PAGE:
Cams Hall at Fareham, Hampshire, United Kingdom, is a Palladian mansion set in parkland overlooking Portsmouth Harbour. The land at Cams Hall was mentioned in the Domesday Book of 1086 and a manor house was recorded here as far back as the 13th century.
The current building, designed by the architect Jacob Leroux, was constructed of Portland stone and yellow bricks around 1770.
Later adaptations to the house have been attributed to the famous Georgian architects the Adam Brothers. The building fell into disrepair in the 1950s and was listed as a derelict building in 1989 but was restored in the 1990s.
The land at Cams Hall was registered to Earl Godwin in the Domesday Book entry of 1086. Cams was the second great holding in Fareham belonging to the See of Winchester. . In the 12th century it was renamed Cammes Oysell by Robert Oysell whose family owned it until 1366. It then had a number of owners until it was bought by brothers William and Richard Ludlow, whose family owned it from around 1440. After the death of John Ludlow in 1583, his widow married Emmanuel Badd, High Sheriff of Hampshire, who is believed to have constructed a house on the estate around 1620. In 1632 the estate passed to his son, Thomas who rebuilt the house. Thomas Badd was created a baronet in 1642 in recognition of his services to the Crown in the Civil War. The house was recorded under the Hearth Tax Returns of 1665 as having 15 fireplaces.
The estate then had a succession of different owners and when it was again put up for sale in 1767 and purchased by Sir Jacob Wolff, it consisted of a manor, mansion house, farmhouse and 500 acres (2.0 km2). Wolff made several changes before selling.
By 1770 Cams Hall was owned by Brigadier General Carnac, the MP for Leominster, who commissioned architect Jacob Leroux to design a new mansion for the estate. But by 1776 the estate with the recently built mansion was on the market for £17,000. The buyer was Peter Delmé, of Place House, a mansion converted from the 14th century monastery Titchfield Abbey on the other side of Fareham.
Delmé was the influential MP for Morpeth in Northumberland. He had close associations with the naval establishment and Emma Hamilton, mistress of Admiral Nelson, is alleged to have been a guest there during his time at Cams Hall. Delmé was married to Lady Elizabeth Howard, and he commissioned the artist Sir Joshua Reynolds to paint a picture of her and their children, to hang on the walls. The house was enlarged and lavishly remodelled by Delmé, using many materials from Place House, and his son John is believed to have commissioned the famous Scottish architect Robert Adam and his brothers to do further work on the house.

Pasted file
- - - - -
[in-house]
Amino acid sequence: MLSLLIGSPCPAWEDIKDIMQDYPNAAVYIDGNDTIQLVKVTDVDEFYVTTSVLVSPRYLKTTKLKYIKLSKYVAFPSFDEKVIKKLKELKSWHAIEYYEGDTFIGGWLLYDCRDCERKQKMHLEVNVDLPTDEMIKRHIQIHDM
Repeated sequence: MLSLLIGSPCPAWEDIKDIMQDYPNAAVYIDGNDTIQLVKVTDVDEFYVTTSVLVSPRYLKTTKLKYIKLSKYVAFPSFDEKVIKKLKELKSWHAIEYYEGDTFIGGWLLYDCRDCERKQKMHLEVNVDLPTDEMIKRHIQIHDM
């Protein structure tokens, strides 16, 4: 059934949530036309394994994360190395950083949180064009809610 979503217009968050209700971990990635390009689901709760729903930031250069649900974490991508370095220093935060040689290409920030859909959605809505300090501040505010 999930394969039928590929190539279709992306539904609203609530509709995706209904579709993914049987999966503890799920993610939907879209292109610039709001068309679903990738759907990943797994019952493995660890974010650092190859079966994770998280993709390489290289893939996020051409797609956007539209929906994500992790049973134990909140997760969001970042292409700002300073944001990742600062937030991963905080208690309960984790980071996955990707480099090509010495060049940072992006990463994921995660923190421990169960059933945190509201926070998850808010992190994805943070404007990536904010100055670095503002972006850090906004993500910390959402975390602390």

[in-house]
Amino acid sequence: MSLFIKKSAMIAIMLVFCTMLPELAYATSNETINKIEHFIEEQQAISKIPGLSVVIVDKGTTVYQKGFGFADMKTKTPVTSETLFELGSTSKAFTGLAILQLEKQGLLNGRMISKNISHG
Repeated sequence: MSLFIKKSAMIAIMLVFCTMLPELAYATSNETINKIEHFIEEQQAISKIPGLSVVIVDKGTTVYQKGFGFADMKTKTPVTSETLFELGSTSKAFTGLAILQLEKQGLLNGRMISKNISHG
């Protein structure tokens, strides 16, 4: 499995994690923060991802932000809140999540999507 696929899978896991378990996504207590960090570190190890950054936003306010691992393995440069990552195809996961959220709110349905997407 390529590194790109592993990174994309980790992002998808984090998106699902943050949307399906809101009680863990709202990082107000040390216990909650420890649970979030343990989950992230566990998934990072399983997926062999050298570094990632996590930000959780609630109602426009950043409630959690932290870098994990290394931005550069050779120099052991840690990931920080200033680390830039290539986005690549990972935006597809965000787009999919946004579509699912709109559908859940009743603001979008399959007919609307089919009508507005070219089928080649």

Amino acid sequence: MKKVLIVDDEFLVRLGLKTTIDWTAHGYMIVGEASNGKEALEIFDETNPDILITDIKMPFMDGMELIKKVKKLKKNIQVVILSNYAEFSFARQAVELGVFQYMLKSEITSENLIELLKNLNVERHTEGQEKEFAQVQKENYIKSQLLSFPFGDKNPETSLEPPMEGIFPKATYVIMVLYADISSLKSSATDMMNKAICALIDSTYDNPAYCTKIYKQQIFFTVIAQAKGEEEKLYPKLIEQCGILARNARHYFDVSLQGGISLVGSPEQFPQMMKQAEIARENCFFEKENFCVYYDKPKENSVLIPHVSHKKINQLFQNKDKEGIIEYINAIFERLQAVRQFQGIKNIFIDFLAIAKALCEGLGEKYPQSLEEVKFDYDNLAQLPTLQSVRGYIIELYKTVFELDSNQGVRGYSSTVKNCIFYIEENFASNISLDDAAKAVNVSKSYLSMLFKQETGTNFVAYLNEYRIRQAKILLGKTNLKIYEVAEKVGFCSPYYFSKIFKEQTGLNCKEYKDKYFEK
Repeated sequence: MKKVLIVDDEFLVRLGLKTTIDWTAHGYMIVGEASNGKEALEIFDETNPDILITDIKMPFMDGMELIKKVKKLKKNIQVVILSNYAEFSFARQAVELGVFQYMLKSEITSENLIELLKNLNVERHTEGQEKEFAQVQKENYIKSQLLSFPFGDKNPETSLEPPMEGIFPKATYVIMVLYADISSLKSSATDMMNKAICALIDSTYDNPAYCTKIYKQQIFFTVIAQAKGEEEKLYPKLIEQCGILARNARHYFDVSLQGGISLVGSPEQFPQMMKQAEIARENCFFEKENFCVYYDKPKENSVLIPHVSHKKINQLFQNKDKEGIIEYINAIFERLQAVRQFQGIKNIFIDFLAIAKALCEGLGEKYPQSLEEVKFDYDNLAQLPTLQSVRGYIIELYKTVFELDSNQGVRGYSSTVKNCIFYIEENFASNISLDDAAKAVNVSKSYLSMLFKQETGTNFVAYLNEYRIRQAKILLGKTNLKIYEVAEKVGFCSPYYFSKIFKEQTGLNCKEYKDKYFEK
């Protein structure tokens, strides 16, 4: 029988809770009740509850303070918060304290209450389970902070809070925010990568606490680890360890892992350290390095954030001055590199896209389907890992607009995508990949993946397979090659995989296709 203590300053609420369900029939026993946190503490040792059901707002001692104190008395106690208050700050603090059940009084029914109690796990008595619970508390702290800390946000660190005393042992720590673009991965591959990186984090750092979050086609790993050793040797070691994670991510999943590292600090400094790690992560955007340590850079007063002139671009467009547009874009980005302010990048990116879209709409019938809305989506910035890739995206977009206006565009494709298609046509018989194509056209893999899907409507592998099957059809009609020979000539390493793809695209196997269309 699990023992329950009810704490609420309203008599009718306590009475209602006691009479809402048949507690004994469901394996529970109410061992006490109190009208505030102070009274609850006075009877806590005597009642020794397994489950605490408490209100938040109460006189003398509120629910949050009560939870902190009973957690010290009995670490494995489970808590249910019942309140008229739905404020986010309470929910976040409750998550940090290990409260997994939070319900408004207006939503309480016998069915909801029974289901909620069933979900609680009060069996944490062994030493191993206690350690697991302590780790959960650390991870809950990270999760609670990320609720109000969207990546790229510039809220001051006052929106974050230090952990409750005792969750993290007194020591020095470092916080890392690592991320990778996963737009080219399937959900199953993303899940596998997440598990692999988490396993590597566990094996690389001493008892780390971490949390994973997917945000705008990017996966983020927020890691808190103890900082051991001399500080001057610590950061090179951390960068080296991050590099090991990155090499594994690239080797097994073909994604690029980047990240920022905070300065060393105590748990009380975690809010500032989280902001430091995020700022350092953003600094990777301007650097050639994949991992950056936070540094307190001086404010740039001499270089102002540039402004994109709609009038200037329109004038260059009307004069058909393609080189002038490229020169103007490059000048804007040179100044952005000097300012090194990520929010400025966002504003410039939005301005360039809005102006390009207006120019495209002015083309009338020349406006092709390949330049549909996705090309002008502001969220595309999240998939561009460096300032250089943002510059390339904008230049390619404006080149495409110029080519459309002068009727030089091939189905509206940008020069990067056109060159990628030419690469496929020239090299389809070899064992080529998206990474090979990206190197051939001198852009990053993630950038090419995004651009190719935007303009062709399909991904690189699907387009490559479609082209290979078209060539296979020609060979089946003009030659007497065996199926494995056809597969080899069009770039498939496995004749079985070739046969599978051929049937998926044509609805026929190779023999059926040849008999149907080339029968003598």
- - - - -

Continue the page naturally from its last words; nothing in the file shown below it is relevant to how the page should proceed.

Cams Hall remained in the Delmé family for a century. In 1895 the last male heir sold the mansion, grounds and 256 acres (1.04 km2) of agricultural land to Montague Foster of Stubbington House for £10,250. He let the property to tenants.
In World War II, the estate was requisitioned by the Admiralty, who occupied the building until 1948. In 1950 (14 July) the decline of Cams Hall began when the structure was heavily damaged by the explosion of ammunition barges at Bedenham pier in Portsmouth Harbour which destroyed the roof and blew out all of the windows, leaving it a ruined shell. It was sold in 1951 but left to deteriorate, and fireplaces and roof leading were stolen.
By the time it was bought by Charles Church in 1962, much damage had been sustained. Church planned to restore it but his death in a plane crash meant that the house continued to decay until it was bought by Strand Harbour Securities and Warings of Portsmouth in 1991. A five-year, £4m restoration was completed in 1996 and the building became a company headquarters for a computer firm until in 2000 it was bought by the family-owned firm the Wilky Group.
Cams Hall is built mostly of fine Portland stone and yellow bricks. Its main facade is classical, with a central pediment. The south facing facade has vast bow windows to each floor. Jacob Leroux, the architect who designed the mansion, made his name chiefly through projects in Southampton but also in London. He was responsible for the York Buildings and the Polygon, a 12-sided arrangement of houses and public buildings designed for Clive of India which aimed to rival the Royal Crescent at Bath.  Leroux is believed to have been a pupil to the designer of the East India Company buildings in London. Among his projects in London was the Prospect Place terrace of houses along the frontage to Old Brompton Road in Chelsea now demolished.
Since 2000, The Wilky Group has run Cams Hall as one of its Parallel Business Centres, which lease hi-tech workspace within restored historic mansions . Cams Hall is also licensed for a select number of weddings on Saturdays and Sundays throughout the year.  The adjoining Home Farm buildings on the Cams Estate have been converted to office use and there is also a golf course on land that was formerly part of the estate.